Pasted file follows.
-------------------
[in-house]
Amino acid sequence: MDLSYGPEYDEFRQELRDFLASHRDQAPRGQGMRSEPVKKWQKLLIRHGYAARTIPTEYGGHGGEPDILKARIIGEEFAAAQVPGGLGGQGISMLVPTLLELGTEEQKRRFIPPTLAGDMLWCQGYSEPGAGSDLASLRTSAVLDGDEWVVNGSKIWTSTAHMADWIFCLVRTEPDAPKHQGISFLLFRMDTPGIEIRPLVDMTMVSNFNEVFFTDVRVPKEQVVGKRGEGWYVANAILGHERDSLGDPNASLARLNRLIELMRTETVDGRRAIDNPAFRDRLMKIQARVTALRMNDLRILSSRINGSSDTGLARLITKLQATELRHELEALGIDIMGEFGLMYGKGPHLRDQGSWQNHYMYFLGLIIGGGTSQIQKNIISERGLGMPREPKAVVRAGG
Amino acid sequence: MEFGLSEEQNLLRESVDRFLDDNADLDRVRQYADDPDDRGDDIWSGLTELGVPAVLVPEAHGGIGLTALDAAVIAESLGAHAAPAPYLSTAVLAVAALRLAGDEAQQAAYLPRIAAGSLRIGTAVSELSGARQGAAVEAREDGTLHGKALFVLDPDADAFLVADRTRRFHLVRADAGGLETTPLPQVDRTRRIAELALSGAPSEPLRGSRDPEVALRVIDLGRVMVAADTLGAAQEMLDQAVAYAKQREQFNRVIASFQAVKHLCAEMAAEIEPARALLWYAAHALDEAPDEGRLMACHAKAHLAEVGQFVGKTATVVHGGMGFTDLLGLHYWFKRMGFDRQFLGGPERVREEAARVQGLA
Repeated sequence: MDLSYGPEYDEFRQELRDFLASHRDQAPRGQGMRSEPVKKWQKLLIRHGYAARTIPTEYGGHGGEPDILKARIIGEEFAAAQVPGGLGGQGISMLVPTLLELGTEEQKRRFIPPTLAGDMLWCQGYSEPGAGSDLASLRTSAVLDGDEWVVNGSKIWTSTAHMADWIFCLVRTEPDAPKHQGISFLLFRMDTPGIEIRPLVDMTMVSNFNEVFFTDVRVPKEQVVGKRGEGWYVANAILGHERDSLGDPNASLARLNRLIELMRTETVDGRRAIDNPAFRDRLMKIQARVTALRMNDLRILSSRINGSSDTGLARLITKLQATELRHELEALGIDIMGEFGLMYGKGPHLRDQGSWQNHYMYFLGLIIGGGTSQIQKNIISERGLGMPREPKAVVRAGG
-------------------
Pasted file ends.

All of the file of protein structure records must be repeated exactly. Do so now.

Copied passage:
[in-house]
Amino acid sequence: MDLSYGPEYDEFRQELRDFLASHRDQAPRGQGMRSEPVKKWQKLLIRHGYAARTIPTEYGGHGGEPDILKARIIGEEFAAAQVPGGLGGQGISMLVPTLLELGTEEQKRRFIPPTLAGDMLWCQGYSEPGAGSDLASLRTSAVLDGDEWVVNGSKIWTSTAHMADWIFCLVRTEPDAPKHQGISFLLFRMDTPGIEIRPLVDMTMVSNFNEVFFTDVRVPKEQVVGKRGEGWYVANAILGHERDSLGDPNASLARLNRLIELMRTETVDGRRAIDNPAFRDRLMKIQARVTALRMNDLRILSSRINGSSDTGLARLITKLQATELRHELEALGIDIMGEFGLMYGKGPHLRDQGSWQNHYMYFLGLIIGGGTSQIQKNIISERGLGMPREPKAVVRAGG
Amino acid sequence: MEFGLSEEQNLLRESVDRFLDDNADLDRVRQYADDPDDRGDDIWSGLTELGVPAVLVPEAHGGIGLTALDAAVIAESLGAHAAPAPYLSTAVLAVAALRLAGDEAQQAAYLPRIAAGSLRIGTAVSELSGARQGAAVEAREDGTLHGKALFVLDPDADAFLVADRTRRFHLVRADAGGLETTPLPQVDRTRRIAELALSGAPSEPLRGSRDPEVALRVIDLGRVMVAADTLGAAQEMLDQAVAYAKQREQFNRVIASFQAVKHLCAEMAAEIEPARALLWYAAHALDEAPDEGRLMACHAKAHLAEVGQFVGKTATVVHGGMGFTDLLGLHYWFKRMGFDRQFLGGPERVREEAARVQGLA
Repeated sequence: MDLSYGPEYDEFRQELRDFLASHRDQAPRGQGMRSEPVKKWQKLLIRHGYAARTIPTEYGGHGGEPDILKARIIGEEFAAAQVPGGLGGQGISMLVPTLLELGTEEQKRRFIPPTLAGDMLWCQGYSEPGAGSDLASLRTSAVLDGDEWVVNGSKIWTSTAHMADWIFCLVRTEPDAPKHQGISFLLFRMDTPGIEIRPLVDMTMVSNFNEVFFTDVRVPKEQVVGKRGEGWYVANAILGHERDSLGDPNASLARLNRLIELMRTETVDGRRAIDNPAFRDRLMKIQARVTALRMNDLRILSSRINGSSDTGLARLITKLQATELRHELEALGIDIMGEFGLMYGKGPHLRDQGSWQNHYMYFLGLIIGGGTSQIQKNIISERGLGMPREPKAVVRAGG